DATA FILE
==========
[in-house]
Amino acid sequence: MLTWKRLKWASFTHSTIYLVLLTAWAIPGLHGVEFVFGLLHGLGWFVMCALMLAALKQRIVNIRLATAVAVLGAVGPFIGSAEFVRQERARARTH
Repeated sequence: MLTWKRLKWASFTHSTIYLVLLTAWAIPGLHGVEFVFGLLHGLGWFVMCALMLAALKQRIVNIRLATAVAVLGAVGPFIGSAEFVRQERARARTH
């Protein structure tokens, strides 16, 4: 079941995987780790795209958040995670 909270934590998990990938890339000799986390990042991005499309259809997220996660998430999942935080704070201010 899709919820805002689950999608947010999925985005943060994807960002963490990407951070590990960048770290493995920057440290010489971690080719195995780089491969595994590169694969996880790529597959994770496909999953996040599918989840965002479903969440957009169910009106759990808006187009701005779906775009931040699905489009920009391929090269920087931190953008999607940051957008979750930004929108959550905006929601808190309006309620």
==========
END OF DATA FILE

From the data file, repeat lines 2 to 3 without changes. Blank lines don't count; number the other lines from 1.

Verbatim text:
Amino acid sequence: MLTWKRLKWASFTHSTIYLVLLTAWAIPGLHGVEFVFGLLHGLGWFVMCALMLAALKQRIVNIRLATAVAVLGAVGPFIGSAEFVRQERARARTH
Repeated sequence: MLTWKRLKWASFTHSTIYLVLLTAWAIPGLHGVEFVFGLLHGLGWFVMCALMLAALKQRIVNIRLATAVAVLGAVGPFIGSAEFVRQERARARTH